BEIRUT: A new court document has shed fresh light on a mysterious network of telephones used by a team of assassins who allegedly killed former Prime Minister Rafik Hariri and their efforts to implicate the city of Tripoli in the crime.
Late last week, prosecutors at the Special Tribunal for Lebanon asked the trial chamber to admit the testimony of eight witnesses whose IDs were used to fraudulently buy SIM cards used by the assassination squad to carry out the Hariri assassination plan on Feb. 14, 2005 – the so-called “red network” of telephones.
“All of the statements pertain to residents of Tripoli, whose names were listed as the subscribers of the Red Network phones but whose identification documents were used without their knowledge,” the prosecution said in a court filing.
“The prosecution further alleges that the Red Network SIM cards were purchased and topped up with credit in Tripoli for the purpose of laying a false trail of responsibility for the attack, by suggesting that the perpetrators were based in Tripoli,” prosecutors added.
The “red network” has long been a key mystery and stumbling block for investigators. The telephones were identified as early as 2005, and their users are believed by prosecutors to have been the individuals who tracked Hariri on the day of the attack and carried out the bombing.
Red network phones were operated from Jan 4, 2005, and all of them ceased working two minutes before the assassination.
But almost none of the individuals who used those telephones have been identified – the only one who has is the alleged leader of the assassination squad, a man identified as Salim Jamil Ayyash.
Ayyash, who prosecutors say is a supporter of Hezbollah, is related by marriage to Mustafa Badreddine, a Hezbollah commander accused of complicity in the attack and who is related to the party’s assassinated military chief Imad Mughniyeh.
In addition to Badreddine and Ayyash, the STL indicted three other Hezbollah members in connection with the attack. Their trial in absentia is ongoing in The Hague.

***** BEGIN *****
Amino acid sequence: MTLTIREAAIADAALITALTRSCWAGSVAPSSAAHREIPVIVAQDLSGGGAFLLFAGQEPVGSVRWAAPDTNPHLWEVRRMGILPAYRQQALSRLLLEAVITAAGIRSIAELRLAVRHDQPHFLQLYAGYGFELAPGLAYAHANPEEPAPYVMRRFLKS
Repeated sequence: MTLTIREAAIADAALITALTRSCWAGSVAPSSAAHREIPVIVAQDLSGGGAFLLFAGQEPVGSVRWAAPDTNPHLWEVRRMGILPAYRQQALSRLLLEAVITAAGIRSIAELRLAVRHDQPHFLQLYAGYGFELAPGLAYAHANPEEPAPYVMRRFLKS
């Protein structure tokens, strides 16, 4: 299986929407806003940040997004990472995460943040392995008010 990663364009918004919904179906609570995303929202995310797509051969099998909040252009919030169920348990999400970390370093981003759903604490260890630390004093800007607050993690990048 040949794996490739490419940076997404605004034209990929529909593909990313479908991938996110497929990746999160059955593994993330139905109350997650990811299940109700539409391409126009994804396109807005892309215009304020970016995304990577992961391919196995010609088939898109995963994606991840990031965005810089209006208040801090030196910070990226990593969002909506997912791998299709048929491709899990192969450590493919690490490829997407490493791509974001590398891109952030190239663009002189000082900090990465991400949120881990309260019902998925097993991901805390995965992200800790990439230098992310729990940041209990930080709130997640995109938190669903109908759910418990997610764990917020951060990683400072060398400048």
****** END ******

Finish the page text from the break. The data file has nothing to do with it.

All of the red network telephones were activated in Tripoli and purchased using forged IDs of city residents, suggesting that the assassins believed the SIM cards would eventually be tracked by investigators, and sought to misdirect them toward the Sunni-majority northern city.
In their statements, all of the witnesses who were registered as the owners of the red network telephones said they were not the actual users of the phones. They had all purchased new mobile phones or handsets from shops in Tripoli before the attack, and the ID cards they used at the time were used later to fraudulently buy the telephones for the assassins.
The mobile phone dealer who sold the red network telephones is a witness who is expected to testify before the court.
The alleged assassins also purchased the Mitsubishi Canter van used in the attack from a shop in the Tripoli suburb of Beddawi, prosecutors claim.
This supposedly false trail to Tripoli is not the only element of the case that prosecutors say is faked: another is the televised confession of a man called Ahmad Abu Adass, who took credit for the attack on behalf of a fictional group of Sunni militants.
Abu Adass had disappeared from his home days before the assassination with one of the suspects during a supposed trip to Tripoli. The suspect later called Abu Adass’ family and told them their son had decided to go to Iraq to fight the American occupation.
But a video aired on Al-Jazeera on the same day as the Hariri assassination featured Abu Adass claiming responsibility on behalf of a group called Nusra and Jihad in Greater Syria. Prosecutors say the confession was coerced and part of a broader plot to mislead the investigation.
The mystery of the missing assassins has fed into alternative theories in the Hariri case. Some argue only Ayyash was a member of the assassination team, and the other suspects, all supporters of Hezbollah, may have simply been conducting routine surveillance or were unaware of a broader plot to assassinate Lebanon’s former premier.
“Right now there is nothing that reveals the content of these telephone conversations between the accused,” defense lawyer Antoine Korkmaz said at the start of the trial in January. “These telephone conversations do not necessarily mean there is a plot to kill someone.”
It also raises serious questions about the failure of the investigation to identify the individuals on the ground who supposedly carried out the attack, as well as the possibility that those individuals were drawn from extremist groups who have so far not been implicated in the case.
Some defense lawyers have raised the possibility that the attack was in fact carried out by fundamentalists, pointing to the confessions of a cell of 13 individuals who were arrested by the Lebanese authorities after the attack and who admitted to complicity in the Hariri assassination but later recanted their testimony.
Prosecutors are seeking to admit the testimony on the red network telephones as they launch into the second phase of the trial, which will look at the political context of Hariri’s killing and the breakdown of relations with Syria and President Bashar Assad in the run-up to the attack, as well as the raft of telecommunications evidence that allegedly implicates the suspects in the surveillance and killing of the charismatic Prime Minister.
MP Marwan Hamade is expected to resume his testimony on the tense relations between Hariri and Assad Monday, before being cross-examined by defense lawyers.